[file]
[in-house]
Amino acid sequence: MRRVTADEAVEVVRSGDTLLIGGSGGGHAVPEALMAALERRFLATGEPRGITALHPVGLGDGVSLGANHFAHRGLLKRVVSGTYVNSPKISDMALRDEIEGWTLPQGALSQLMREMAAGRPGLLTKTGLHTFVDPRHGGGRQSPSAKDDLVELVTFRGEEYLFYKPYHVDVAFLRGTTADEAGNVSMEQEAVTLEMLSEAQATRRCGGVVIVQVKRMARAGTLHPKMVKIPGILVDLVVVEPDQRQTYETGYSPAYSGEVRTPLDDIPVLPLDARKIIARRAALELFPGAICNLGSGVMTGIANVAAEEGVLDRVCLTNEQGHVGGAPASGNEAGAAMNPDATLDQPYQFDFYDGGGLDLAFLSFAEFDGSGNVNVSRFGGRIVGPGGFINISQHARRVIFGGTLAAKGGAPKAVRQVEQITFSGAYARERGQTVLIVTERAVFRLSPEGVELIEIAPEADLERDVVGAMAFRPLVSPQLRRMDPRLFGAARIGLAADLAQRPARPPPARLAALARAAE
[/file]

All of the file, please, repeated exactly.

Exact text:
[in-house]
Amino acid sequence: MRRVTADEAVEVVRSGDTLLIGGSGGGHAVPEALMAALERRFLATGEPRGITALHPVGLGDGVSLGANHFAHRGLLKRVVSGTYVNSPKISDMALRDEIEGWTLPQGALSQLMREMAAGRPGLLTKTGLHTFVDPRHGGGRQSPSAKDDLVELVTFRGEEYLFYKPYHVDVAFLRGTTADEAGNVSMEQEAVTLEMLSEAQATRRCGGVVIVQVKRMARAGTLHPKMVKIPGILVDLVVVEPDQRQTYETGYSPAYSGEVRTPLDDIPVLPLDARKIIARRAALELFPGAICNLGSGVMTGIANVAAEEGVLDRVCLTNEQGHVGGAPASGNEAGAAMNPDATLDQPYQFDFYDGGGLDLAFLSFAEFDGSGNVNVSRFGGRIVGPGGFINISQHARRVIFGGTLAAKGGAPKAVRQVEQITFSGAYARERGQTVLIVTERAVFRLSPEGVELIEIAPEADLERDVVGAMAFRPLVSPQLRRMDPRLFGAARIGLAADLAQRPARPPPARLAALARAAE